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Land Degradation Causes, Consequences and Sustainability of the Restoration Efforts: The Case of Soro Wereda, Hadiya Zone, Southern Ethiopia

Land degradation is a global issue and it is more severe in developing countries like Ethiopia. To address the problems of land degradation in Ethiopia, many efforts have been made since 1970s. From then onwards many attempts have been made and integrated watershed management in one among these. The study was undertaken in Soro Wereda, Hadiya Zone, and SNNPR with the objective of examining land degradation causes, consequences and sustainability of the restoration efforts. In order to achieve the stated objectives, both primary and secondary data were generated by employing qualitative and quantitative methods. Systematic sampling technique was used to select 97 representative households from three kebeles. The quantitative data was analyzed by using frequency, percentage, mean and standard deviation. The qualitative data was analyzed through narration. The findings of the study showed that gully formation, stoniness of land, absence of grasses and vegetation cover, decline in crop productivity and change in soil color are the main symptoms of land degradation. The major extent of land degradation as perceived by the local people was severe. Only very few of the households opted that highly severe regarding the extent of land degradation. The major causes of land degradation in the study were soil erosion, deforestation and over cultivation. In addition, topography, overgrazing, lack of conservation methods and cultivation of marginal land were the other important causes with the certain degree of variation. The core impacts of land degradation were the declining of yield year after year, food insecurity| poverty and drought and famine. The remaining increases of inputs, malnutrition, desertification and displacement of people ranked two up to five followed by the above mentioned impacts. It is very difficult to restore the degraded land without the full participation of relevant stakeholders. The main stakeholders that participate in the restoration process include government, NGOs, farmers and DAs and each of these stakeholders have its own roles. Adopting of the participatory approach, promoting the awareness of rural communities as well as other stakeholders, management of restored land, and combining of the restoration efforts with local knowledge are core issues to the sustainability of the restoration process. In order to run the restoration efforts in sustainable way strengthening of community participation, capacity building of stakeholders, providing of incentives for those achieve the restoration process and scale up of the best practices are needed.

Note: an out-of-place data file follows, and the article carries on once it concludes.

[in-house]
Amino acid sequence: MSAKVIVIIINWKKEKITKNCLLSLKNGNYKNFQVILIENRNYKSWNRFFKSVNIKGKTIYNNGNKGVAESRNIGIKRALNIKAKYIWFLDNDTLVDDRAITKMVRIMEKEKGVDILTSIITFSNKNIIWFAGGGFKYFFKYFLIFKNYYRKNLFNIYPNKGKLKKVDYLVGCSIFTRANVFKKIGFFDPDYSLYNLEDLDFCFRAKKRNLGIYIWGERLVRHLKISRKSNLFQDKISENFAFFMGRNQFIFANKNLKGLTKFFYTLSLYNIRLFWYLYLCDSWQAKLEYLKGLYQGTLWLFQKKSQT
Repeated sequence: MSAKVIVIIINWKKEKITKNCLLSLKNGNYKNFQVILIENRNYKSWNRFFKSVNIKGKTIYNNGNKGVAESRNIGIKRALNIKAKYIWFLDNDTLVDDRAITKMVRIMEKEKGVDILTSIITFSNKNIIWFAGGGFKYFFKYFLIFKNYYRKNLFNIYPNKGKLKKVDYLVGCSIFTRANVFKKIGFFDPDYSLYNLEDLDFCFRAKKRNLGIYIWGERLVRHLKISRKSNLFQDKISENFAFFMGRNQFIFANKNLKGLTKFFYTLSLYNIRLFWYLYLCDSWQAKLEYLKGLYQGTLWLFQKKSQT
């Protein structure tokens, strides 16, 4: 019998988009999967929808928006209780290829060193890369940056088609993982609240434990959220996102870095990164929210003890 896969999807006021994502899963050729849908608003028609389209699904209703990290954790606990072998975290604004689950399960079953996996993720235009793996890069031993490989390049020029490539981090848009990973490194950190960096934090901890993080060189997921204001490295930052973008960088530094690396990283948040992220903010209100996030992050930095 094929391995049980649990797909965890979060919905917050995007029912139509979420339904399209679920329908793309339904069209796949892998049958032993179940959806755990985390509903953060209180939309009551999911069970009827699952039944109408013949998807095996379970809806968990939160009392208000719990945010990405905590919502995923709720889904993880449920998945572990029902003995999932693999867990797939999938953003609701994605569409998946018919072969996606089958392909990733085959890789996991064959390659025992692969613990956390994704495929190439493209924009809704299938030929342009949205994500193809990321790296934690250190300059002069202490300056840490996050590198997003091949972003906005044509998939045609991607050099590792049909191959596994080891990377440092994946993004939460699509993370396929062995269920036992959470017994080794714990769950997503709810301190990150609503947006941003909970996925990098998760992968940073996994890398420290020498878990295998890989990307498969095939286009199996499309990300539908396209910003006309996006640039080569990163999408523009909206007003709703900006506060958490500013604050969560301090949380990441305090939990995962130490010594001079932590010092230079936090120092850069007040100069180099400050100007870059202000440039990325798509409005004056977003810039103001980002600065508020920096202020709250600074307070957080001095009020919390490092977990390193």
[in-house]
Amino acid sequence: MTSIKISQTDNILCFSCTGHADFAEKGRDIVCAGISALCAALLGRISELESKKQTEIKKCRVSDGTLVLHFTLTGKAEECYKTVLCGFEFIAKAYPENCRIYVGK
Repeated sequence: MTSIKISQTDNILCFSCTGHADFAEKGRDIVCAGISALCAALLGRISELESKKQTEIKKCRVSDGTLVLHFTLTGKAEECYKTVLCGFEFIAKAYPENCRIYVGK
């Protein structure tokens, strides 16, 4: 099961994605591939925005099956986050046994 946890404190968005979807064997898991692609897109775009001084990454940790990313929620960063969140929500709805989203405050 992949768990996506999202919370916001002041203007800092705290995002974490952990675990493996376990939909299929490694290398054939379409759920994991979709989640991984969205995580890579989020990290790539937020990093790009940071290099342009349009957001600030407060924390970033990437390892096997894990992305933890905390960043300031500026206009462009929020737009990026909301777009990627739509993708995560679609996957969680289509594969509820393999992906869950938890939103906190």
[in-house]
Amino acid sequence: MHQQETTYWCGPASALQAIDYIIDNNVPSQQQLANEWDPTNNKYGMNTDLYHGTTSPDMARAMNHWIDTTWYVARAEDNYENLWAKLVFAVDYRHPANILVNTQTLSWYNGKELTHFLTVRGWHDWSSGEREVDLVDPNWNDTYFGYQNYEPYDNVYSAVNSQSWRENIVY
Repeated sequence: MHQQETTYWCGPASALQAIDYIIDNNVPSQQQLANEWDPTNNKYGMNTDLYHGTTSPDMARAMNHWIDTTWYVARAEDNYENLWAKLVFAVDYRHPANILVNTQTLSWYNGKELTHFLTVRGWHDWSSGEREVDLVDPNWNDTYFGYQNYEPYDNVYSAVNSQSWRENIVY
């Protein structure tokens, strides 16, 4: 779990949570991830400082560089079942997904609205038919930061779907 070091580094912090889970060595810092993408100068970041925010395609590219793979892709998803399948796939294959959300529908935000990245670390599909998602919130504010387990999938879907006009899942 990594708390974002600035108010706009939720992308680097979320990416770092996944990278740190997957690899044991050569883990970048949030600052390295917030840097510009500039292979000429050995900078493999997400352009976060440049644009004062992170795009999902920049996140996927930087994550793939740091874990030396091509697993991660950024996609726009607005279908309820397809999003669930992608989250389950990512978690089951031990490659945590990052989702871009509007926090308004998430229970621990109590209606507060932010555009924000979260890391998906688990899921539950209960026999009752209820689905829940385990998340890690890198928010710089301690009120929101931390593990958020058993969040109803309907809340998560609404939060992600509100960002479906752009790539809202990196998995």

Restoration Efforts, Land Degradation, Causes, Consequences, Sustainability, Stakeholders

Eyasu Estefanos Shanko. (2023). Land Degradation Causes, Consequences and Sustainability of the Restoration Efforts: The Case of Soro Wereda, Hadiya Zone, Southern Ethiopia. International Journal of Sustainable Development Research, 9(2), 18-27.

Copyright © 2023 Authors retain the copyright of this article.
This article is an open access article distributed under the Creative Commons Attribution License ( which permits unrestricted use, distribution, and reproduction in any medium, provided the original work is properly cited.

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